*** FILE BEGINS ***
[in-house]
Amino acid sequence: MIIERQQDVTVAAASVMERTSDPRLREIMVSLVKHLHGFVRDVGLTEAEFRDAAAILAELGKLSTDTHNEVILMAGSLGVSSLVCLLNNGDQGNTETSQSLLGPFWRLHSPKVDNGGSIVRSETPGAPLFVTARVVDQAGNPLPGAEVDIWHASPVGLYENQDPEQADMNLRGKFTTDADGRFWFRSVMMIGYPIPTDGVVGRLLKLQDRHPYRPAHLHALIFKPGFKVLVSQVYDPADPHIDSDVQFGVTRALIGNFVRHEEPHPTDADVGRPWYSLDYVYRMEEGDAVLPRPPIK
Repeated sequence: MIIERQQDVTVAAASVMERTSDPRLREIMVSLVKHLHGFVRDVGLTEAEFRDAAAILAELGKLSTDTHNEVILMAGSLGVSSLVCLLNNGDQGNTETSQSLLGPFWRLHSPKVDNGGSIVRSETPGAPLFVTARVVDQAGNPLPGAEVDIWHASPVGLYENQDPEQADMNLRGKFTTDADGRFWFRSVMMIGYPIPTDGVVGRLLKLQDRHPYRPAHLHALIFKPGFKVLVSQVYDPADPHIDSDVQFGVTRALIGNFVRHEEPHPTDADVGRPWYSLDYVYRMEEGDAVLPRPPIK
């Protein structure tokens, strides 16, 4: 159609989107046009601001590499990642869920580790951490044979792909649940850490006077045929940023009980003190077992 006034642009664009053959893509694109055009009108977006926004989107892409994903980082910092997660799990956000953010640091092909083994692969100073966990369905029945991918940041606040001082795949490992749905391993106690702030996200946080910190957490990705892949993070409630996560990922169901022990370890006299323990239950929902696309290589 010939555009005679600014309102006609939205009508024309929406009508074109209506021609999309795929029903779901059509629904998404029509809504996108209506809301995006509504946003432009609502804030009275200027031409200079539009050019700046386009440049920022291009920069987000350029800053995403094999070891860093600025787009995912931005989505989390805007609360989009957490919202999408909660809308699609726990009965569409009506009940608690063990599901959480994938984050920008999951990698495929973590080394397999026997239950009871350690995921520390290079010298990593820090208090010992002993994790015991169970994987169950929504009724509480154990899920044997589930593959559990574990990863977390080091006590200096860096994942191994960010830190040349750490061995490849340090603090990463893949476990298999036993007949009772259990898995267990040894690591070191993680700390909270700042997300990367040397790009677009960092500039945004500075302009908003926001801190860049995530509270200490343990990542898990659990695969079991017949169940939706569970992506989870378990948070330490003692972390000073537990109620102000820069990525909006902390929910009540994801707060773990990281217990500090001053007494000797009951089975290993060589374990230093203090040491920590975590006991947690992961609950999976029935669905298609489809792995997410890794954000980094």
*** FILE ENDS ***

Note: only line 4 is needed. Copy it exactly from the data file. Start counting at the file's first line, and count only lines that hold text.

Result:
């Protein structure tokens, strides 16, 4: 159609989107046009601001590499990642869920580790951490044979792909649940850490006077045929940023009980003190077992 006034642009664009053959893509694109055009009108977006926004989107892409994903980082910092997660799990956000953010640091092909083994692969100073966990369905029945991918940041606040001082795949490992749905391993106690702030996200946080910190957490990705892949993070409630996560990922169901022990370890006299323990239950929902696309290589 010939555009005679600014309102006609939205009508024309929406009508074109209506021609999309795929029903779901059509629904998404029509809504996108209506809301995006509504946003432009609502804030009275200027031409200079539009050019700046386009440049920022291009920069987000350029800053995403094999070891860093600025787009995912931005989505989390805007609360989009957490919202999408909660809308699609726990009965569409009506009940608690063990599901959480994938984050920008999951990698495929973590080394397999026997239950009871350690995921520390290079010298990593820090208090010992002993994790015991169970994987169950929504009724509480154990899920044997589930593959559990574990990863977390080091006590200096860096994942191994960010830190040349750490061995490849340090603090990463893949476990298999036993007949009772259990898995267990040894690591070191993680700390909270700042997300990367040397790009677009960092500039945004500075302009908003926001801190860049995530509270200490343990990542898990659990695969079991017949169940939706569970992506989870378990948070330490003692972390000073537990109620102000820069990525909006902390929910009540994801707060773990990281217990500090001053007494000797009951089975290993060589374990230093203090040491920590975590006991947690992961609950999976029935669905298609489809792995997410890794954000980094």